Below you will find the wide variety of degrees offered at the Curry School ranging from our bachelors degrees (and even a minor) to our doctoral programs.
In addition, you can see that we have a portfolio of non-degree offerings that include certificates, course series that are designed to fulfill Virginia endorsement requirements, as well as workshops.
- Select a Degree Type
- Bachelors and Minors
- Master of Teaching
- Master of Education
- Dual Degree
- Education Specialist
- Doctor of Education
- Doctor of Philosophy
- Non-Degree Offerings
Doctor of Education (Ed.D.)
The Ed.D. program prepares practitioner-scholars to become leaders within their professions. Students participate in coursework, research, and field work that focus on the problems faced by educators in schools and other educational institutions. Students participate in internships that involve the challenges of identifying and developing solutions to the difficulties that educators face on a daily basis.
Coursework includes topics covering a variety of professional skills, research approaches and seminars focused on seminal scholarship and evidence-based practices.
Students complete a written comprehensive exam covering the knowledge base and the methodology associated with solving field-based problems and a capstone project that documents a problem-solving project or program that was initiated or evaluated and is designed to transform practice.
In addition to the admission requirements described under Academic Rules and Regulations, an applicant to an Ed.D. program must: hold a master’s degree or its equivalent, and have previous professional experience in an area related to the proposed major.
Students must be enrolled continuously at the University during the fall and spring semesters while working toward the Ed.D. degree. If students are not taking courses or working with a committee they may maintain enrollment by paying a University non-resident fee through the Office of Admission in the Curry School. Failure to maintain continuous enrollment will require students to reapply for admission. Students must be enrolled for dissertation hours during any semester in which they are working with their committee.
All requirements must be completed within four years after passing the Ed.D. comprehensive examination and within seven years of admission to the Ed.D. program. In special cases, the student may be required to validate out-of-date work by examination. Program committees must determine the appropriateness and currency of all course work, especially if it is eight or more years old.
All entering Ed.D. students will work with a faculty advisor who will guide them in the development of their course of study and capstone project.
Coursework and Residency
The Ed.D. program requires a minimum of 72 credits, including 54 credits of regular coursework (i.e., including up to 6 hours of internship, and not including capstone credits), 12 credits of internship (see below), with at least 36 course credits completed after admission to the program. Students can apply up to 12 credits of capstone project work toward the total of 72 in the final year.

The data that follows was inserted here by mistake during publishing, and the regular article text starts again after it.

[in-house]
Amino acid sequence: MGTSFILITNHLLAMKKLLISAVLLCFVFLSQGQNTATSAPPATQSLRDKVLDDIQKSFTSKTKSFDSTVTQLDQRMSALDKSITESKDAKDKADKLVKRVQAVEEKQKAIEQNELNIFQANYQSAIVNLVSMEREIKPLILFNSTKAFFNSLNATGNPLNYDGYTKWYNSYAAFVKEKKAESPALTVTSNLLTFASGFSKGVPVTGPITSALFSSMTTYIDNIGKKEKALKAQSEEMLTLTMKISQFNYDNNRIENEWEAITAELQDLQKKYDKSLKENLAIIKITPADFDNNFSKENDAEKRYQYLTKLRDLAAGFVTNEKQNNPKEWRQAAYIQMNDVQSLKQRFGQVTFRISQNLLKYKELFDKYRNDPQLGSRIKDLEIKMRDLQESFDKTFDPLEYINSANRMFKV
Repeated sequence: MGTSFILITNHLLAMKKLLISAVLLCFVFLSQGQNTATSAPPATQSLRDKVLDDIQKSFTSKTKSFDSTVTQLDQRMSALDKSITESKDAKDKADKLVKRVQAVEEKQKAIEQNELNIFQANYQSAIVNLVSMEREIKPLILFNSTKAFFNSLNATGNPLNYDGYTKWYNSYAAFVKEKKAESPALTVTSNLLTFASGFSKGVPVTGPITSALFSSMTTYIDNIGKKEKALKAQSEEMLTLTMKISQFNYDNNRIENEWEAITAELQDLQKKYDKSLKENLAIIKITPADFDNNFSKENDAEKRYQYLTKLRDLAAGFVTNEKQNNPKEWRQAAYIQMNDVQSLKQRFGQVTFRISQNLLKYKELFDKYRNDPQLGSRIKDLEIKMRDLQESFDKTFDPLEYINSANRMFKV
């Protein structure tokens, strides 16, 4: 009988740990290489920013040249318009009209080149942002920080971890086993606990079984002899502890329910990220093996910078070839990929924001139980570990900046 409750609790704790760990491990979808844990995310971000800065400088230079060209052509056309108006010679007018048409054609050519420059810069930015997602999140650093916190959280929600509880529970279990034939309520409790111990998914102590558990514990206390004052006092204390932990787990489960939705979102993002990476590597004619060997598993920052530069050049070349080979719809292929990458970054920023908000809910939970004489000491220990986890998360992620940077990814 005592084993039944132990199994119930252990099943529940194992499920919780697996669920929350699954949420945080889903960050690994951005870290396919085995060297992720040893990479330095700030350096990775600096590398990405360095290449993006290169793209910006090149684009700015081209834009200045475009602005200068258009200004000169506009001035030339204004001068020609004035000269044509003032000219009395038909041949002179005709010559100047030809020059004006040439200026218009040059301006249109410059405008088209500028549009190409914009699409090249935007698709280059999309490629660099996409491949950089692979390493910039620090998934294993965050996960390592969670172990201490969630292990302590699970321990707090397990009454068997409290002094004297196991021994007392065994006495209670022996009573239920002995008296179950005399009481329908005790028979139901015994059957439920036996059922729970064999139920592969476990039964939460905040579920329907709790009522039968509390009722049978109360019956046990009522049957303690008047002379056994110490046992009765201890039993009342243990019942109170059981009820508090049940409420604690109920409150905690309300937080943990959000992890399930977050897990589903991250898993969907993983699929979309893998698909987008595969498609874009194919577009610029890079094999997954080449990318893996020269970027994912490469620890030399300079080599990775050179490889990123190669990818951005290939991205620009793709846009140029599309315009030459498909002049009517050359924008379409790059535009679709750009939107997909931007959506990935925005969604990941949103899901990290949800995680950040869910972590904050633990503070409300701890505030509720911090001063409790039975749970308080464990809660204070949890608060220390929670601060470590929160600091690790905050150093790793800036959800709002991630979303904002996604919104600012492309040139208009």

Students entering the doctoral program with a strong master’s degree can apply up to 24 hours of credit to their doctoral program, provided that program area faculty determine j that courses are equivalent to courses required in the doctoral program.
Students will ordinarily complete the program in 3 years of full-time study. Some students may take longer, depending on internship and other responsibilities. EdD students may also study on a part-time basis.
Ed.D. students must participate in an internship. This internship will occupy approximately 20 hours of each student’s week for two years. Students will earn 12 internship credits, most likely distributed across 4 semesters in which students could earn 3 credits during each semester. Six of the 12 credits could be applied toward the required 54 credits of coursework if the experiences included a product (e.g., paper) that frames the internship experiences in a theoretical/research base that could be evaluated by program faculty. The remaining 6 credits can be applied to the 72 credit requirement for graduation. Paid employment in a school or other practice setting can approved for internship, provided that the student receives supervision and training throughout this experience.
Ed.D. students will take a four-course sequence of research courses covering topics such as research design, program evaluation, research literacy, practice-based research, and data-driven decision-making. These courses could include Research Foundations, Program Evaluation, and as well as other qualitative and quantitative methods courses.
Program areas will determine key student competencies across each year of the doctoral program. Programs may use accreditation or licensing requirements as the foundation for these competencies. Students will document their evolving competencies annually, and receive written and oral feedback on their annual progress.
Ed.D. students will complete a written comprehensive exam that covers the knowledge base and methodology of their disciplinary area and demonstrates their readiness to undertake capstone research. The examination will be graded independently by at least two faculty members.
Students will complete a capstone project. The details of the capstone project can be found on the Curry website.
Upon completing the Ed.D., Curry graduates typically assume leadership positions in educational settings, e.g., government, K-12 schools, higher education, professional organizations.